Amid rumblings (dare we say rumors?) of a King of the Hill reboot, we took the time to revisit the endlessly quotable (“Dammit, Peggy, I’m tryin’ to contain the outbreak and you’re drivin’ the monkey to the airport!”) series. Why do we love it? The immersive quality? The slice-of-life aspect? Relatable characters? Sheer hilarity? Boomhauer? It was tough to nail down, but we managed to agree on these as the best episodes of King of the Hill.
Season 1, episode 12: “Plastic White Female”
At the beginning of “Plastic White Female,” we see how Bobby views girls as scary monsters that he’s not allowed to be himself around. It’s sad that he overhears Hank yell at Peggy that she babies him. When Luanne brings home a mannequin head that she’s supposed to practice cosmetology on, Bobby is looking at it like he wants to have it for lunch. Bobby finds it so easy to talk to the head and to say anything to it, which he can’t do with a girl in real-life situations. Practicing on the head allows him to be more confident with the girls at school. Eventually, Bobby sees that the head is a crutch, but every lesson in life is one worth learning. The ending to this one is somewhat inconclusive but no matter, the premise is hilarious and we get to see the full character arc of Luanne’s bitchy beauty school instructor.
Season 2, episode 12: “Leanne’s Saga”
In “Leanne’s Saga”, Luanne’s mom is getting out of prison and needs a place to stay. Leanne promises to remain sober, and Hank and Peggy reluctantly take her in. Seeing lonely Bill, Leanne plunges deeply and quickly into the role of girlfriend. One of the things that makes this episode so cringe-tastic is Bill’s toe fungus and Leanne’s reaction to it. One other thing is the behavior of middle-aged Leanne when she starts drinking again. Luanne is heartbroken that it’s time for Leanne to disappear again, but the whole embarrassing episode strengthens the bond between Luanne and Peggy. Overall, a happy ending.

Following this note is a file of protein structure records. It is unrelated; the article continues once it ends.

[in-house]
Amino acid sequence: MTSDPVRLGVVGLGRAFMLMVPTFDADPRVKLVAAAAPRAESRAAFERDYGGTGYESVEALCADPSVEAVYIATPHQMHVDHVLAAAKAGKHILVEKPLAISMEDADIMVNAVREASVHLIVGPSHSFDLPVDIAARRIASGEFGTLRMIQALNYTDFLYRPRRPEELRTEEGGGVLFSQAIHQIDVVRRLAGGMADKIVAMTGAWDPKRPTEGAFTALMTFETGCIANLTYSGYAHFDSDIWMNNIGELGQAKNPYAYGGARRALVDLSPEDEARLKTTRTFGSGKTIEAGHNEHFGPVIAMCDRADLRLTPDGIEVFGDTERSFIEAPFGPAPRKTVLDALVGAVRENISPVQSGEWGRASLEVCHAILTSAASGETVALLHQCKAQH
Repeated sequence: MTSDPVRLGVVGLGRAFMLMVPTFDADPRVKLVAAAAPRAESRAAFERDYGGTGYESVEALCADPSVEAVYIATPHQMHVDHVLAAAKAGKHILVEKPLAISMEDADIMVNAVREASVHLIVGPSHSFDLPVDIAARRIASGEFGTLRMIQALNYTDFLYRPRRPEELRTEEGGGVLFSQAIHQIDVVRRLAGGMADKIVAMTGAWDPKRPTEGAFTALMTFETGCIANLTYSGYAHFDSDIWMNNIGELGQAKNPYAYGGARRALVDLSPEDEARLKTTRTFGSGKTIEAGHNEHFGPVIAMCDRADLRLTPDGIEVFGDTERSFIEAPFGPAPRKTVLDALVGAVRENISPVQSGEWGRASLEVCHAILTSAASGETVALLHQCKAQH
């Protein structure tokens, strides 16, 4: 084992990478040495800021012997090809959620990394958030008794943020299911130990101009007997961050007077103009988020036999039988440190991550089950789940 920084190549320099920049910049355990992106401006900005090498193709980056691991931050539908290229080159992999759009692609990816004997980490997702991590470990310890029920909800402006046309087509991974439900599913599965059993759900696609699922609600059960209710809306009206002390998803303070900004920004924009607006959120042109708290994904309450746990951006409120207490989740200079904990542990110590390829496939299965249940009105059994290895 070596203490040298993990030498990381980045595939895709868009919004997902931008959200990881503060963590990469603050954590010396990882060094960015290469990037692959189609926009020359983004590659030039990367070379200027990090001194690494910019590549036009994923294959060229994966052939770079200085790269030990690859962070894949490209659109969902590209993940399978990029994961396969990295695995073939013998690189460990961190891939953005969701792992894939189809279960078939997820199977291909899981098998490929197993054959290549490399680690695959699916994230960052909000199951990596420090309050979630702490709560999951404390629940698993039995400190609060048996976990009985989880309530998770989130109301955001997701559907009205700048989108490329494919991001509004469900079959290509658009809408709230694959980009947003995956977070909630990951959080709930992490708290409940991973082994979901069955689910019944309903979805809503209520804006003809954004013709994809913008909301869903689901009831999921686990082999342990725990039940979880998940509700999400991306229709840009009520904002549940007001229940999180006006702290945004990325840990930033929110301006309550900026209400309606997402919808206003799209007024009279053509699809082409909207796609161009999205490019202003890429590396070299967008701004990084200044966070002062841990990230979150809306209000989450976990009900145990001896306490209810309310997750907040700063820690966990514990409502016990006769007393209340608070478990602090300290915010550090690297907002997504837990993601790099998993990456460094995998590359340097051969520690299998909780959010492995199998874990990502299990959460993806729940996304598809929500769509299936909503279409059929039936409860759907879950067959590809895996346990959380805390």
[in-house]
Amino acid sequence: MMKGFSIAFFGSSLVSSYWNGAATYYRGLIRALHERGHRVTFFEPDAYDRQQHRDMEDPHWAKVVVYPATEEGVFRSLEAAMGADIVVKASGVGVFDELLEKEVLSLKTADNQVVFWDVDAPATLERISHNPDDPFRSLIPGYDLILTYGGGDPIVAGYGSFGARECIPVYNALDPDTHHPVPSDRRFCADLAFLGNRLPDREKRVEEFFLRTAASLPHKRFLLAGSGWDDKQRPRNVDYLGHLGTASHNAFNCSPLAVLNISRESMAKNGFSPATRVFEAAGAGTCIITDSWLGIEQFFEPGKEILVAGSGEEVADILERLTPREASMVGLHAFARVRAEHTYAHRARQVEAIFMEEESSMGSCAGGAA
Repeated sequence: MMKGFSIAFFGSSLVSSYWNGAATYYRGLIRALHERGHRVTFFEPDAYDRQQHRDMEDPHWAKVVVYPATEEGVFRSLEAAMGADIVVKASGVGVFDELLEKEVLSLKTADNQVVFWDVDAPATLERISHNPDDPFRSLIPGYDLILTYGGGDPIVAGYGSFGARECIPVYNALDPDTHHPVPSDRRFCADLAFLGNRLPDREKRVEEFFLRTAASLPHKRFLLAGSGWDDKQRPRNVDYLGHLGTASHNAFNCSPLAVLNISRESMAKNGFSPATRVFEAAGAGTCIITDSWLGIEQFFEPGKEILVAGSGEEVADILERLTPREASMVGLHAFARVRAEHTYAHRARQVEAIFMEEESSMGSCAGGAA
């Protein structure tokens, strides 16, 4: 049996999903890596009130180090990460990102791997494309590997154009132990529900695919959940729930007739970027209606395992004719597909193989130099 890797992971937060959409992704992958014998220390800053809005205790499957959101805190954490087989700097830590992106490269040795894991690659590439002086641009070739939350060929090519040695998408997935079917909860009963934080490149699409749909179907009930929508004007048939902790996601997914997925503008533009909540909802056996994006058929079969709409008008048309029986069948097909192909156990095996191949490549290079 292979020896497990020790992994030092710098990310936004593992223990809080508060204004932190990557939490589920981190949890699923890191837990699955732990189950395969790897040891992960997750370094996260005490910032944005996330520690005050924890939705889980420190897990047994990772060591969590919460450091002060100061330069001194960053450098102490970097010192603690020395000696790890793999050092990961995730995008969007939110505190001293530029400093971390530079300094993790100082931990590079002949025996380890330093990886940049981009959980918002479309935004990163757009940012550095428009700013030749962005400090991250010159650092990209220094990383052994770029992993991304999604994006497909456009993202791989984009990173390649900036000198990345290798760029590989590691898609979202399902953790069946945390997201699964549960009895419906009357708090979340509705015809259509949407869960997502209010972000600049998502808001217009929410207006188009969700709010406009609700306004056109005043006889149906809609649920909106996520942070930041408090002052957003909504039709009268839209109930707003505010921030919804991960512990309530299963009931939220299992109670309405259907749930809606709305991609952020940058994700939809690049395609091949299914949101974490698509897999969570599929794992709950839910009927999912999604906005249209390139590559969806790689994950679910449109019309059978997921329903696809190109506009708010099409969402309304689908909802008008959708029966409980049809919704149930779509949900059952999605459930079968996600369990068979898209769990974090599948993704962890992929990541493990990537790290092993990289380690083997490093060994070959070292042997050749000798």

Season 3, episode 9: “Pretty, Pretty Dresses”
In another Bill-centric episode, “Pretty, Pretty Dresses,” it is Christmastime and Bill is re-living his wife Lenore leaving him. He gets a pet iguana and names it Lenore. In the darkest episode by far, bill gets obsessed with the iguana. When the iguana escapes, Bill “becomes” Lenore, wearing dresses and heels and speaking in a falsetto voice. The situation can only be resolved with some tough love from Hank.
Season 3, episode 16: “John Vitti Presents: Return to la Grunta”
Luanne gets Hank a gift card to swim with the dolphins at the country club where she works. It’s a gift, so he feels obligated to redeem it. Hank is traumatized by the experience of the lusty dolphin. Placing Hank in the role of the helpless victim of a suitor’s advances runs parallel to the experience Luanne has been having with the men at the club. The country club pays them off with gifts and Hank makes Luanne promise to never reveal what actually happened. By the end of the episode, Hank wins back his dignity and Luanne’s in the process.
Season 4, episode 2: “Cotton’s Plot”